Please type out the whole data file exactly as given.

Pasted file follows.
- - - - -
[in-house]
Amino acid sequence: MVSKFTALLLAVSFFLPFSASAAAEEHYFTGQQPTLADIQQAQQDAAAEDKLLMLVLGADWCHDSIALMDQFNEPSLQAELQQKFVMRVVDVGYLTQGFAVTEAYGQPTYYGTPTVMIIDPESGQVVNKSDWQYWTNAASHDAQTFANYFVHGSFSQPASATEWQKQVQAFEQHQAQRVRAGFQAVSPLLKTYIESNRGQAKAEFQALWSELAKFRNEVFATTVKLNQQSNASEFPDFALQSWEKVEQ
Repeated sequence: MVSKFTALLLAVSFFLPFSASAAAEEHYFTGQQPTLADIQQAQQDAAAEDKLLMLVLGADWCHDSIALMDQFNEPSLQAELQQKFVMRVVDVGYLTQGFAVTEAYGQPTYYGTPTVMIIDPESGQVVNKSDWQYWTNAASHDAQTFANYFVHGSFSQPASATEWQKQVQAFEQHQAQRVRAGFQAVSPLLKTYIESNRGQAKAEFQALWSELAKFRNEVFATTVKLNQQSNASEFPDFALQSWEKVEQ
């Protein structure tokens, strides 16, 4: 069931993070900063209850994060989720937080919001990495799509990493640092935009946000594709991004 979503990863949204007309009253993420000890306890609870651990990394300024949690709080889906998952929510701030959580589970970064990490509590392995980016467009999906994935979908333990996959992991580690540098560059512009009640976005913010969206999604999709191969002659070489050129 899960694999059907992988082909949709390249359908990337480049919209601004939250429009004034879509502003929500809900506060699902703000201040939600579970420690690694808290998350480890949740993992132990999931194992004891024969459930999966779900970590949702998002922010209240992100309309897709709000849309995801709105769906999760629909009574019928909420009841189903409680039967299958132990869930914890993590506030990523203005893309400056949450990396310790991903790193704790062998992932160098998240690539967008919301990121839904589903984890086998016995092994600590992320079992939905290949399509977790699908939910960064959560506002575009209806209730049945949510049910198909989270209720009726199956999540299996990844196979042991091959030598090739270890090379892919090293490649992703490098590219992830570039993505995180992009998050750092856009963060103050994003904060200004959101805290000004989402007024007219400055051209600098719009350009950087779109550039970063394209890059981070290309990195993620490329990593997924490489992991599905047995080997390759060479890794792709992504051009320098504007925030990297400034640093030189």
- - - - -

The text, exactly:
[in-house]
Amino acid sequence: MVSKFTALLLAVSFFLPFSASAAAEEHYFTGQQPTLADIQQAQQDAAAEDKLLMLVLGADWCHDSIALMDQFNEPSLQAELQQKFVMRVVDVGYLTQGFAVTEAYGQPTYYGTPTVMIIDPESGQVVNKSDWQYWTNAASHDAQTFANYFVHGSFSQPASATEWQKQVQAFEQHQAQRVRAGFQAVSPLLKTYIESNRGQAKAEFQALWSELAKFRNEVFATTVKLNQQSNASEFPDFALQSWEKVEQ
Repeated sequence: MVSKFTALLLAVSFFLPFSASAAAEEHYFTGQQPTLADIQQAQQDAAAEDKLLMLVLGADWCHDSIALMDQFNEPSLQAELQQKFVMRVVDVGYLTQGFAVTEAYGQPTYYGTPTVMIIDPESGQVVNKSDWQYWTNAASHDAQTFANYFVHGSFSQPASATEWQKQVQAFEQHQAQRVRAGFQAVSPLLKTYIESNRGQAKAEFQALWSELAKFRNEVFATTVKLNQQSNASEFPDFALQSWEKVEQ
């Protein structure tokens, strides 16, 4: 069931993070900063209850994060989720937080919001990495799509990493640092935009946000594709991004 979503990863949204007309009253993420000890306890609870651990990394300024949690709080889906998952929510701030959580589970970064990490509590392995980016467009999906994935979908333990996959992991580690540098560059512009009640976005913010969206999604999709191969002659070489050129 899960694999059907992988082909949709390249359908990337480049919209601004939250429009004034879509502003929500809900506060699902703000201040939600579970420690690694808290998350480890949740993992132990999931194992004891024969459930999966779900970590949702998002922010209240992100309309897709709000849309995801709105769906999760629909009574019928909420009841189903409680039967299958132990869930914890993590506030990523203005893309400056949450990396310790991903790193704790062998992932160098998240690539967008919301990121839904589903984890086998016995092994600590992320079992939905290949399509977790699908939910960064959560506002575009209806209730049945949510049910198909989270209720009726199956999540299996990844196979042991091959030598090739270890090379892919090293490649992703490098590219992830570039993505995180992009998050750092856009963060103050994003904060200004959101805290000004989402007024007219400055051209600098719009350009950087779109550039970063394209890059981070290309990195993620490329990593997924490489992991599905047995080997390759060479890794792709992504051009320098504007925030990297400034640093030189």